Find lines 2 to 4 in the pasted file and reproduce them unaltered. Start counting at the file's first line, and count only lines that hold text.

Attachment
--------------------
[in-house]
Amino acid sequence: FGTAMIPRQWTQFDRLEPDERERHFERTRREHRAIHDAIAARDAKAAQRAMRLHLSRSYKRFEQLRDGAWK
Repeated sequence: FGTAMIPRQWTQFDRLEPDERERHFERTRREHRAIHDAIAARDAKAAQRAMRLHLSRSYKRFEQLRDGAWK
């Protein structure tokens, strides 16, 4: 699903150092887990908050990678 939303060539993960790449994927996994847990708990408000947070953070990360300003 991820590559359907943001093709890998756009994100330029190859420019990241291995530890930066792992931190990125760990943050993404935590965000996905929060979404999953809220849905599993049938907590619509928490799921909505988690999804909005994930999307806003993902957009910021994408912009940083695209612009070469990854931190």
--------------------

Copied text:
Amino acid sequence: FGTAMIPRQWTQFDRLEPDERERHFERTRREHRAIHDAIAARDAKAAQRAMRLHLSRSYKRFEQLRDGAWK
Repeated sequence: FGTAMIPRQWTQFDRLEPDERERHFERTRREHRAIHDAIAARDAKAAQRAMRLHLSRSYKRFEQLRDGAWK
């Protein structure tokens, strides 16, 4: 699903150092887990908050990678 939303060539993960790449994927996994847990708990408000947070953070990360300003 991820590559359907943001093709890998756009994100330029190859420019990241291995530890930066792992931190990125760990943050993404935590965000996905929060979404999953809220849905599993049938907590619509928490799921909505988690999804909005994930999307806003993902957009910021994408912009940083695209612009070469990854931190």